30 APRIL, 1918: Of Mass And Men

I’m in the mood for one of those generic, anniversary-free posts today, so here’s a general chat about ordinary automobiles during the First World War, specifically those in military use.  It’s a subject largely ignored outside the petrolhead bubble, it touches on several debates as yet unresolved, and it’s another small light on the differences between reality and the heritage history.

Arguments are still in progress about the First World War’s role in the rapid development of automobile technology, and about its part in the establishment of mass production.  Because they are based on individual interpretations of the same inconclusive information, the arguments will never be resolved, but here’s a skim through the majority view that works for me.

While the demands of war gave an undeniable boost to automobile research and development, the fundamentals were already in place by 1914 and wartime efforts were understandably focused on refining existing design than inventing anything new.  Mass production of motors was also getting started on both sides of the Atlantic before 1914, and plans were already in place for its expansion, but it grew on steroids in response to mushrooming demand and the increasing willingness of governments to provide massive levels of support.

By the end of the War this had created a huge industry with enormous production capacity.  Manufacturers everywhere, especially in the United States (and above all Ford), had already geared up for mass supply of a 1919 campaigning season that never happened, and European arms manufacturers like Citroen and BMW were converting themselves into automobile companies as means of finding something profitable to do with all those newly obsolete factories.  Both the refinement of existing automobile design and the sector’s forced growth into mass marketing laid the ground for a post-War sales surge that saw cars become humanity’s favourite toy, a situation the planet is still struggling to survive.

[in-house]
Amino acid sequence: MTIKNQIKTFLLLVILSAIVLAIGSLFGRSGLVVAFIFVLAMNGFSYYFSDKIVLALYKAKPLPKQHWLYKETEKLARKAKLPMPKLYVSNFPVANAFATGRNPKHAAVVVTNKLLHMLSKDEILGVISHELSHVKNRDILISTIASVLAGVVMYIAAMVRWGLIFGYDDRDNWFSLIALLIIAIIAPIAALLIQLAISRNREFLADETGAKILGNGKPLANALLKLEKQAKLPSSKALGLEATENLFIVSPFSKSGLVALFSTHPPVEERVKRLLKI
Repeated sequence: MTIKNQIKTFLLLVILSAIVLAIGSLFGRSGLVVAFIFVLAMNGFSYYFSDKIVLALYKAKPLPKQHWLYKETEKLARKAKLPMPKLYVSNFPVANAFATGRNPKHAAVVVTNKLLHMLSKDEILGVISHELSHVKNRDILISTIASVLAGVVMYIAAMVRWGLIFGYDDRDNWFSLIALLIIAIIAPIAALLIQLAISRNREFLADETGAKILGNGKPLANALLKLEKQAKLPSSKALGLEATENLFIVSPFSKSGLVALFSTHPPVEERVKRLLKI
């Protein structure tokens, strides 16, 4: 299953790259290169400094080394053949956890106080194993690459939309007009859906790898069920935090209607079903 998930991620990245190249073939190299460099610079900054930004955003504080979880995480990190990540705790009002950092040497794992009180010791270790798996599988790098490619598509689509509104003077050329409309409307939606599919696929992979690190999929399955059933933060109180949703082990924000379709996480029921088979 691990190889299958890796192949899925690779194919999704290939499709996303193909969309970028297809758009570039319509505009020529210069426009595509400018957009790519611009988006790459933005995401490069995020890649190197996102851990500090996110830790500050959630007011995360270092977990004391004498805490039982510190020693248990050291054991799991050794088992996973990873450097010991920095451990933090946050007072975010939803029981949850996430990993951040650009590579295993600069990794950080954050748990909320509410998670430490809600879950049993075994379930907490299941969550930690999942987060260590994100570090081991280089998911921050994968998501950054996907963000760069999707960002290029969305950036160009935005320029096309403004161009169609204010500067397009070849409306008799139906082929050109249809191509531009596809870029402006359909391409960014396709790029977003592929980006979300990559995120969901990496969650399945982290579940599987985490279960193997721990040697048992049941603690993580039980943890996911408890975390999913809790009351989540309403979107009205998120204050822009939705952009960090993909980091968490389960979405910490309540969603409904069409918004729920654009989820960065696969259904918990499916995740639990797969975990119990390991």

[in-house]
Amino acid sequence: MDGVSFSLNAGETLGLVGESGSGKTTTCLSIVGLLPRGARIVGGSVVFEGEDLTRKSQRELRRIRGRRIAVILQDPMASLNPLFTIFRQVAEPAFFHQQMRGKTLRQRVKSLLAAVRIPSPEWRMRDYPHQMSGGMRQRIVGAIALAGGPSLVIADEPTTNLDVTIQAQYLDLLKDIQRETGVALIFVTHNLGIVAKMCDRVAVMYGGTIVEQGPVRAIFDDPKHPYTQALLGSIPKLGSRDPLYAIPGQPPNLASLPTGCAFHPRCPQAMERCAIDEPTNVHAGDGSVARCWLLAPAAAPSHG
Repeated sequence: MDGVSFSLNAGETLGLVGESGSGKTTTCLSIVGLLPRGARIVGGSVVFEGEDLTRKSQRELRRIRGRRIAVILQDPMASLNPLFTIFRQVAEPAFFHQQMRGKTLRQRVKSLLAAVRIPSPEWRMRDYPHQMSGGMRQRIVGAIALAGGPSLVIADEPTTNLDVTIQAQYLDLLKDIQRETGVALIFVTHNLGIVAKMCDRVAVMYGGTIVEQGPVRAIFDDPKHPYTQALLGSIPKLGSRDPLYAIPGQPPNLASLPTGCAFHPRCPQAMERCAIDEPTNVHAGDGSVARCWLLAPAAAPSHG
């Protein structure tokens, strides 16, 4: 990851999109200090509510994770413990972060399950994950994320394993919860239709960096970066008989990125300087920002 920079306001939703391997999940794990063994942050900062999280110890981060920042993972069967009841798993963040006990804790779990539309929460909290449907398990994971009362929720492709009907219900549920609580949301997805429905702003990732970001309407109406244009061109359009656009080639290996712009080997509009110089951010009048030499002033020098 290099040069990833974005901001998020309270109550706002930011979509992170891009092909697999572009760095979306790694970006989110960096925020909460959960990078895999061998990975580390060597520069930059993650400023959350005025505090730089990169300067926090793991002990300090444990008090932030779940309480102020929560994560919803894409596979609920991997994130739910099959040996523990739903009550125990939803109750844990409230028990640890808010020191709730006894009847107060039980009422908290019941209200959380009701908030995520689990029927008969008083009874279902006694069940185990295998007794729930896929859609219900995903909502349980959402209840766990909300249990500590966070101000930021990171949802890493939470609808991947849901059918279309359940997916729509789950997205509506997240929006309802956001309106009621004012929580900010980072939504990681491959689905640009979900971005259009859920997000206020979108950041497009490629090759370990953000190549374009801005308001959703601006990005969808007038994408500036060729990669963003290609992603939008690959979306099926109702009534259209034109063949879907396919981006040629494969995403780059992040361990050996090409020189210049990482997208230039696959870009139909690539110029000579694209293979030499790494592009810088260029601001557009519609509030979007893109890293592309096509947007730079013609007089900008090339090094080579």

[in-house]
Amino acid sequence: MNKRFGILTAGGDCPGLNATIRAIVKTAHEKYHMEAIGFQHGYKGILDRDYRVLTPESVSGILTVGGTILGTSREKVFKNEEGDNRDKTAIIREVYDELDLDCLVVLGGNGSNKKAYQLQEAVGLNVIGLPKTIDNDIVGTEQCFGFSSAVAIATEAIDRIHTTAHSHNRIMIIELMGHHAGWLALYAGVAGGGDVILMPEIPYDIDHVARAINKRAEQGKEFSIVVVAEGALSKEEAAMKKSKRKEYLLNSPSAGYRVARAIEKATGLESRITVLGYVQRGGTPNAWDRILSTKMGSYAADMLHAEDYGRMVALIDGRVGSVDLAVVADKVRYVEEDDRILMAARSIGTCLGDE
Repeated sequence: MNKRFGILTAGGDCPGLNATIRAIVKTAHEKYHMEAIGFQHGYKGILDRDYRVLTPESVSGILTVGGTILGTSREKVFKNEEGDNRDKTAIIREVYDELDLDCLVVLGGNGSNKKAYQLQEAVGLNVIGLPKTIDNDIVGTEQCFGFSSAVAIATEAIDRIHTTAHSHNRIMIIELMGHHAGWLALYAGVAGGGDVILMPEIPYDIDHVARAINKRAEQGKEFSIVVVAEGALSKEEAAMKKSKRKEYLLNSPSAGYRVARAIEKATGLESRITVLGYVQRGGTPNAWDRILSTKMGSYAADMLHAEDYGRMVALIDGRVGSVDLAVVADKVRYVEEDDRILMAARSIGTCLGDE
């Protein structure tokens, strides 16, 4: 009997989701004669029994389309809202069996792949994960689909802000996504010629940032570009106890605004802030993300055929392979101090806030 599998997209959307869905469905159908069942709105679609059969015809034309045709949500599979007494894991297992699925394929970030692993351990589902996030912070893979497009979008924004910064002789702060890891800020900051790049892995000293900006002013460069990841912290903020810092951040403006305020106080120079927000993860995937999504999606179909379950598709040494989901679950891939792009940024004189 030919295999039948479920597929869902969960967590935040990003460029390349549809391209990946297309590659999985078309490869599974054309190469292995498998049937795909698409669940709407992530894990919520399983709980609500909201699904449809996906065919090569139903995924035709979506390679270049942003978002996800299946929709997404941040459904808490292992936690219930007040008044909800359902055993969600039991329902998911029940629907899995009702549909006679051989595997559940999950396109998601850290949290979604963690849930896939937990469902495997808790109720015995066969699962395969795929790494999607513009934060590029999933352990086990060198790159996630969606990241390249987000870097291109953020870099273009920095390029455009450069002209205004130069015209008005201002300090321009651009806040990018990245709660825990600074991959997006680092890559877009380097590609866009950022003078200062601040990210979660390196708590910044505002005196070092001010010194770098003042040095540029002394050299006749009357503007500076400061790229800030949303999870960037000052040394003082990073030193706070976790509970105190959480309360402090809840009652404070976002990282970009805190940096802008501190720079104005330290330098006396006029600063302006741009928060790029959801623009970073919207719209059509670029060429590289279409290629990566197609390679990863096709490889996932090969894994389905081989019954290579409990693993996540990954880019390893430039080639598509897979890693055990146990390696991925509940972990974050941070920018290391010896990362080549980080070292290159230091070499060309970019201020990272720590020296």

It was a world war, and a global auto-boom.

A third debate still in progress concerns the extent to which motor vehicles took over wartime military transport, communications and other auxiliary roles hitherto carried out by horses.  The question didn’t interest anyone much at the time (better things to be doing), so a lack of basic information means any answer will always be a matter of extrapolation and speculation, rendered uncertain by the vagaries of individual choice in a world still divided on the relative merits of horse and car.  But some relevant stats are available, along with plenty of more or less reliable memoir, and between them they tell a tale of horses over horsepower.

By the end of the War, modern armies were using plenty of motorised vehicles that weren’t armoured cars or tanks, in numbers that reflected their wartime economic status.  The British armed services led the way, as befitted the biggest industrialised nation with four years of war behind it and no blockade to beat.  At the Armistice, they employed 66,352 trucks, 48,175 motorbikes, 43,187 cars (including ambulances), 6,121 tractors and miscellaneous other vehicles, and (of course) 1,293 steam-powered wagons.  France is thought to have been in roughly the same league, while Italy mustered about 25,000 trucks and perhaps 12,000 other vehicles. By that time United States armed forces had brought about 20,000 vehicles to Europe, but had a quarter of a million more ready for shipment if needed in 1919.  As for the Russian Empire, nobody knows.

On the receiving end of the Allied naval blockade mass production of automobiles was undoubtedly more difficult, but the figures to prove it are hard to find.  It seems safe to assume that German armed forces had access to and used more motorised transport than any of their allies, but the German Army’s vehicular roster at the end of the War was relatively paltry, amounting to some 16,000 tractors, 25,000 trucks, 12,000 cars, 3,200 ambulances and 5,400 motorbikes.

Austria-Hungary did have a fairly successful pre-War automobile industry, with centres in Bohemia and Hungary, but expansion was hampered by material shortages and the refusal of some manufacturers to expand output beyond levels sustainable after the War.  No figures are available, but anecdotal evidence backs up the assumption that, although Imperial forces certainly used some trucks, cars and motorcycles, they were few and far between.  Most, if not all motorised vehicles used by wartime Ottoman and Bulgarian forces – generally trucks – were supplied by Germany or Austria-Hungary.